CITY-TV re the scheduling of the movie “Another 48 Hours”

ONTARIO REGIONAL COUNCIL

FACTS OF THE CASE

On January 26, 1993, CITY-TV aired the film, “Another 48 Hours”, which started at 9 p.m.

The Canadian Radio-television and Telecommunications Commission (CRTC) received a complaint, dated January 27, 1993, about the film. The CRTC sent the complaint to the Canadian Broadcast Standards Council (CBSC) for consideration. In her letter, a viewer explained that,

” … I had only turned on the power and stepped away from the TV when the first of a continuous stream of 'coarse' language blurted from the TV. It was accompanied by non-ending scenes of unrelenting violence and murder.”

“Do you really consider this appropriate entertainment for that hour of the evening on public media? Your station advises 'viewer discretion' during commercial breaks. Where on earth is your discretion?…”

“Adolescents who are watching TV without adult supervision are not generally mature enough to make moral decisions and should not be required to when seeking entertainment from TV … your promotion and endorsement of this type of vulgar and violent 'entertainment' sends them a very significant message ……”

The CBSC Secretariat sent the letter to the broadcaster for response. In its response, CITY-TV explained its programming philosophy and explained its choice in airing the film in question.

According to the broadcaster,

“… We have tried to take a strong stand against gratuitous violence and endeavour to present programming in accordance with community standards. We do this by choosing not to run certain movies we deem extremely violent … by editing out portions, by warning viewers of possible controversial material and by scheduling movies at times when most children should not have unsupervised access to the television ….”

” … I believe that in the case of 'Another 48 Hours' we acted responsibly in all areas. We delayed the start of the movie to 9 p.m. (as opposed to our usual 8 p.m. start time) in deference to the content and to match the American network showing. There were disclaimers as you pointed out to allow our viewers to act in their own best interest and choose whether they or their children should watch as you did. There were also edits to eliminate some violence …”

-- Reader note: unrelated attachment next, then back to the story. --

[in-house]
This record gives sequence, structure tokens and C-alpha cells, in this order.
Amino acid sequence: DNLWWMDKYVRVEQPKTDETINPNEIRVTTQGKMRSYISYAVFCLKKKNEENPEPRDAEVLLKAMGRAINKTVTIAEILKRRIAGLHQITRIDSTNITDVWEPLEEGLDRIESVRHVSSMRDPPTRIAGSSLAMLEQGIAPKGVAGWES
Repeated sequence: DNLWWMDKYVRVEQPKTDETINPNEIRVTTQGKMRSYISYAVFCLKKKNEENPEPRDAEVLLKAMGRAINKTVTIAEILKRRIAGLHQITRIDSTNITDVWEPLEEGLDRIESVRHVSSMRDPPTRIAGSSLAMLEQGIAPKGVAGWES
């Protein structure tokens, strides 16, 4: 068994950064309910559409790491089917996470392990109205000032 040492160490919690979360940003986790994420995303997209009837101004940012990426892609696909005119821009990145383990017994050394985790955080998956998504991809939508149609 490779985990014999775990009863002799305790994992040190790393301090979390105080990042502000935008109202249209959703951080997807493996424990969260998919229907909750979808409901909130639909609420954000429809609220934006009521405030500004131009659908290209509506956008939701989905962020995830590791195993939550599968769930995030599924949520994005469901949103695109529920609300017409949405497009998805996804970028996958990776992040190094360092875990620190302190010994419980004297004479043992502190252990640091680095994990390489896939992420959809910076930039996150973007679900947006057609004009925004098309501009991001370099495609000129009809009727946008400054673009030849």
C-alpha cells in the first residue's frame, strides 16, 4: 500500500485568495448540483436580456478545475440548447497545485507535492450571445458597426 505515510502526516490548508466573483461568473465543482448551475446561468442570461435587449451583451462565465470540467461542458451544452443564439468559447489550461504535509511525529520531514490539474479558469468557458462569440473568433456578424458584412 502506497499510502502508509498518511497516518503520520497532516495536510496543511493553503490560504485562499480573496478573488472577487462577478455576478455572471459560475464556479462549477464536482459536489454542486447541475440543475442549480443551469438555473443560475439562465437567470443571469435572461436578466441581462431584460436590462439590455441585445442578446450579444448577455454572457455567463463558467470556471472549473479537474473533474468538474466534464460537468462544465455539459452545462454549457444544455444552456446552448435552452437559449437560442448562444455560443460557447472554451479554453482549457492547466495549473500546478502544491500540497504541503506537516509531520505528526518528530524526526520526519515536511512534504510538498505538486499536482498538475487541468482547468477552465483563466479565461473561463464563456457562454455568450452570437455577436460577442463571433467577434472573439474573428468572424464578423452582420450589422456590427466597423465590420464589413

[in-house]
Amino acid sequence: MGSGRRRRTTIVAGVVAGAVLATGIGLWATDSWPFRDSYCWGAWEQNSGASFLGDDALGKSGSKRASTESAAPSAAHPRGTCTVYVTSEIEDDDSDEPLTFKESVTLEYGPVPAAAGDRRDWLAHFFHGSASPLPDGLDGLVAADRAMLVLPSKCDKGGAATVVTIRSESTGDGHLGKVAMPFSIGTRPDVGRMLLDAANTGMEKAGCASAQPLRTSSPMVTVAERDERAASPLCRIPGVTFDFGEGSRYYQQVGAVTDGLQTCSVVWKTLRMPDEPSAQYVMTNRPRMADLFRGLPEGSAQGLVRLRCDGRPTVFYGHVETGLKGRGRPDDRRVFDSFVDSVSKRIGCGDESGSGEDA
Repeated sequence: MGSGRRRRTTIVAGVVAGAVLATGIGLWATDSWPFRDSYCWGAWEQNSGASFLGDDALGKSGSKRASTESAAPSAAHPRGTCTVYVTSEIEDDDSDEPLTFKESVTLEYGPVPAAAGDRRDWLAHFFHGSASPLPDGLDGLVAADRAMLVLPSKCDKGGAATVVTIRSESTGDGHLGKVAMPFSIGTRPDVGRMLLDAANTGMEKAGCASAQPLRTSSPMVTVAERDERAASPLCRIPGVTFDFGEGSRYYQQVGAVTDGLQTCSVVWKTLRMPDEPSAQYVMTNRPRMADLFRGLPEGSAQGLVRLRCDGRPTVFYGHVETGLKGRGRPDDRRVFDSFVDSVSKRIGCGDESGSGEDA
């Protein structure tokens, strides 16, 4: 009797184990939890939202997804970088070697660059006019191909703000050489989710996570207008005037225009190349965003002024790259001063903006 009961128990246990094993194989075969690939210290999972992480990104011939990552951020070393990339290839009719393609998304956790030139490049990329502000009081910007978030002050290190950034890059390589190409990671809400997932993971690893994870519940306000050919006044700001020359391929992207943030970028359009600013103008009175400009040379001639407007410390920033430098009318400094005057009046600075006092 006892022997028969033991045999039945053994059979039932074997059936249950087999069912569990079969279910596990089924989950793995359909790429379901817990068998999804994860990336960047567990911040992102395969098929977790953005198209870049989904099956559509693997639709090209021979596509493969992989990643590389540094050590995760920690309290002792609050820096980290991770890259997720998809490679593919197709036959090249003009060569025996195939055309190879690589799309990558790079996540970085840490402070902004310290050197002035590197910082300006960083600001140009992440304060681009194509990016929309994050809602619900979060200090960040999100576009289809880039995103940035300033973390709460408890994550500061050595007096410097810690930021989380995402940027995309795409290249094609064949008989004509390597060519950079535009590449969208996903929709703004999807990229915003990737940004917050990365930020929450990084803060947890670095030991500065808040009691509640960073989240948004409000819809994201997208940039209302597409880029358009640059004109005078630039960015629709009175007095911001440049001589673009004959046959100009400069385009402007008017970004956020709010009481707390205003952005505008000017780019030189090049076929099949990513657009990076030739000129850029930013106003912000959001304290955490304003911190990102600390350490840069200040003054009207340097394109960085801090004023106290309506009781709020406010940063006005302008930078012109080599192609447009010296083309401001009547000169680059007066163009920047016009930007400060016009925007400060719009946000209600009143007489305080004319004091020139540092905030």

The viewer was unsatisfied with the broadcasters response and wrote to the CBSC, requesting that her complaint be considered by the CBSC's Ontario Regional Council. On May 4, 1993, the regional council considered the complaint.

CODE AT ISSUE

The CBSC Secretariat determined that the complaint could be considered under the Canadian Association of Broadcasters' “Voluntary Code Regarding Violence on Television“. More specifically, the provisions in clause 1 (a), regarding scheduling, state that:

“Scheduling of programs is the responsibility of the individual licensee. Broadcasters should make every effort to ensure that programming of a violent nature intended for mature, adult audiences be broadcast only during late evening hours and overnight hours.”

CBSC DECISION

The Ontario Regional Council viewed a tape of the film, and reviewed the broadcasters explanation of the situation, against the “scheduling” provisions (that such programs be scheduled during “late evening hours”) of the “Voluntary Code Regarding Violence on Television.” The regional council deemed 9 p.m. (the start time of the film) to constitute “late evening hours.” In addition, the council considered more the precise definition of 9 p.m. as “late evening hours” in codes adopted in such countries as Australia and the United Kingdom.

The regional council unanimously decided that the broadcaster had ensured that the film, “intended for mature, adult audiences”, was aired during “late evening hours,” and that the broadcaster had not contravened the code.

Because the Ontario Regional Council decided that CITY-TV did not contravene the code, the broadcaster has the option of airing the decision. The decision will also be released to the regional media.